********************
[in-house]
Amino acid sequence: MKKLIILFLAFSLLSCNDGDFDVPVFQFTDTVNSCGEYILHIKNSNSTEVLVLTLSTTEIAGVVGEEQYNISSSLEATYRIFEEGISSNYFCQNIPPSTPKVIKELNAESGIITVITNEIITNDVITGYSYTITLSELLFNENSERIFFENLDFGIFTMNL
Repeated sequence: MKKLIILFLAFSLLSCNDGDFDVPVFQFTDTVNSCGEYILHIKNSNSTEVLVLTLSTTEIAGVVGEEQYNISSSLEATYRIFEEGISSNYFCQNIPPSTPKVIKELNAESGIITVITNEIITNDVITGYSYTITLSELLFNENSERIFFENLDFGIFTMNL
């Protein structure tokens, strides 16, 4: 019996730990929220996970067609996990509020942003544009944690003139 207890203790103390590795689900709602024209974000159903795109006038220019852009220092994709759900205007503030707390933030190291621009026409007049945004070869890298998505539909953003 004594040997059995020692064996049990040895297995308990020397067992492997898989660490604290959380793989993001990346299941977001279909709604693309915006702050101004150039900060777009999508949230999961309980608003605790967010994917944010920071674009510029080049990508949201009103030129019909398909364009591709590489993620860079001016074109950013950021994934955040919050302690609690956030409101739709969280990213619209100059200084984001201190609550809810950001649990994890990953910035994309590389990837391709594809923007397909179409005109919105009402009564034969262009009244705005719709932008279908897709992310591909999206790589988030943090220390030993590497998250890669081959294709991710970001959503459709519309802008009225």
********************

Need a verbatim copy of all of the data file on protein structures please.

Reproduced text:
[in-house]
Amino acid sequence: MKKLIILFLAFSLLSCNDGDFDVPVFQFTDTVNSCGEYILHIKNSNSTEVLVLTLSTTEIAGVVGEEQYNISSSLEATYRIFEEGISSNYFCQNIPPSTPKVIKELNAESGIITVITNEIITNDVITGYSYTITLSELLFNENSERIFFENLDFGIFTMNL
Repeated sequence: MKKLIILFLAFSLLSCNDGDFDVPVFQFTDTVNSCGEYILHIKNSNSTEVLVLTLSTTEIAGVVGEEQYNISSSLEATYRIFEEGISSNYFCQNIPPSTPKVIKELNAESGIITVITNEIITNDVITGYSYTITLSELLFNENSERIFFENLDFGIFTMNL
């Protein structure tokens, strides 16, 4: 019996730990929220996970067609996990509020942003544009944690003139 207890203790103390590795689900709602024209974000159903795109006038220019852009220092994709759900205007503030707390933030190291621009026409007049945004070869890298998505539909953003 004594040997059995020692064996049990040895297995308990020397067992492997898989660490604290959380793989993001990346299941977001279909709604693309915006702050101004150039900060777009999508949230999961309980608003605790967010994917944010920071674009510029080049990508949201009103030129019909398909364009591709590489993620860079001016074109950013950021994934955040919050302690609690956030409101739709969280990213619209100059200084984001201190609550809810950001649990994890990953910035994309590389990837391709594809923007397909179409005109919105009402009564034969262009009244705005719709932008279908897709992310591909999206790589988030943090220390030993590497998250890669081959294709991710970001959503459709519309802008009225």